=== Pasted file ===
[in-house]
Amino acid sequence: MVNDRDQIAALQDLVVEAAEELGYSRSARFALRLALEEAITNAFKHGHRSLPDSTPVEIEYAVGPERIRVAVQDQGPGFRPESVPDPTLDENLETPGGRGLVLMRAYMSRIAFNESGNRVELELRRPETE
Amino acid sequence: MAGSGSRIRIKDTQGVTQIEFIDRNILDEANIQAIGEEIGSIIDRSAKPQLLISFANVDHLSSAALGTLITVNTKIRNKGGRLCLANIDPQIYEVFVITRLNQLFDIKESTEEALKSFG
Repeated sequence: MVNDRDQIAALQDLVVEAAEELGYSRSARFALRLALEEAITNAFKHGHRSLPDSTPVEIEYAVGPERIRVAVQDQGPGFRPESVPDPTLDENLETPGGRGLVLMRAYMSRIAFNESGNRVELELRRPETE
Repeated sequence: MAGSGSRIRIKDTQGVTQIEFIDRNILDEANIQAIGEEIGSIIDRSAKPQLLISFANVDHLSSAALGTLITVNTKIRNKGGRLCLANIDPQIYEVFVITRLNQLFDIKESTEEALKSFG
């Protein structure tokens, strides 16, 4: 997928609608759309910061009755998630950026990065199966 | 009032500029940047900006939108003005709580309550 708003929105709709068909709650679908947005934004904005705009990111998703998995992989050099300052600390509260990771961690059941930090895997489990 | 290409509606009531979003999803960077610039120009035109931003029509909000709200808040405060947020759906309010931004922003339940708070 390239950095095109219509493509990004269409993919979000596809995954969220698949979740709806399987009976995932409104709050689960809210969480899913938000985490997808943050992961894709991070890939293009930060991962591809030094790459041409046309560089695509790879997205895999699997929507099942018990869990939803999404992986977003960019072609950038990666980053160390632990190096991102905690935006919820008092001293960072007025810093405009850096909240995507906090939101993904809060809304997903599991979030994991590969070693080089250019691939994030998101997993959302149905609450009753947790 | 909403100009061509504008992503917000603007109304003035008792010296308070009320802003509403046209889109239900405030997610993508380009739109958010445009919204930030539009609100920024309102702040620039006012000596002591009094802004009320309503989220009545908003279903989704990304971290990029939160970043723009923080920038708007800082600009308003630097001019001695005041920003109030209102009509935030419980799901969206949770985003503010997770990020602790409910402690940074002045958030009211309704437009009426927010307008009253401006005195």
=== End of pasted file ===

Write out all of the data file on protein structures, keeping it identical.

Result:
[in-house]
Amino acid sequence: MVNDRDQIAALQDLVVEAAEELGYSRSARFALRLALEEAITNAFKHGHRSLPDSTPVEIEYAVGPERIRVAVQDQGPGFRPESVPDPTLDENLETPGGRGLVLMRAYMSRIAFNESGNRVELELRRPETE
Amino acid sequence: MAGSGSRIRIKDTQGVTQIEFIDRNILDEANIQAIGEEIGSIIDRSAKPQLLISFANVDHLSSAALGTLITVNTKIRNKGGRLCLANIDPQIYEVFVITRLNQLFDIKESTEEALKSFG
Repeated sequence: MVNDRDQIAALQDLVVEAAEELGYSRSARFALRLALEEAITNAFKHGHRSLPDSTPVEIEYAVGPERIRVAVQDQGPGFRPESVPDPTLDENLETPGGRGLVLMRAYMSRIAFNESGNRVELELRRPETE
Repeated sequence: MAGSGSRIRIKDTQGVTQIEFIDRNILDEANIQAIGEEIGSIIDRSAKPQLLISFANVDHLSSAALGTLITVNTKIRNKGGRLCLANIDPQIYEVFVITRLNQLFDIKESTEEALKSFG
């Protein structure tokens, strides 16, 4: 997928609608759309910061009755998630950026990065199966 | 009032500029940047900006939108003005709580309550 708003929105709709068909709650679908947005934004904005705009990111998703998995992989050099300052600390509260990771961690059941930090895997489990 | 290409509606009531979003999803960077610039120009035109931003029509909000709200808040405060947020759906309010931004922003339940708070 390239950095095109219509493509990004269409993919979000596809995954969220698949979740709806399987009976995932409104709050689960809210969480899913938000985490997808943050992961894709991070890939293009930060991962591809030094790459041409046309560089695509790879997205895999699997929507099942018990869990939803999404992986977003960019072609950038990666980053160390632990190096991102905690935006919820008092001293960072007025810093405009850096909240995507906090939101993904809060809304997903599991979030994991590969070693080089250019691939994030998101997993959302149905609450009753947790 | 909403100009061509504008992503917000603007109304003035008792010296308070009320802003509403046209889109239900405030997610993508380009739109958010445009919204930030539009609100920024309102702040620039006012000596002591009094802004009320309503989220009545908003279903989704990304971290990029939160970043723009923080920038708007800082600009308003630097001019001695005041920003109030209102009509935030419980799901969206949770985003503010997770990020602790409910402690940074002045958030009211309704437009009426927010307008009253401006005195």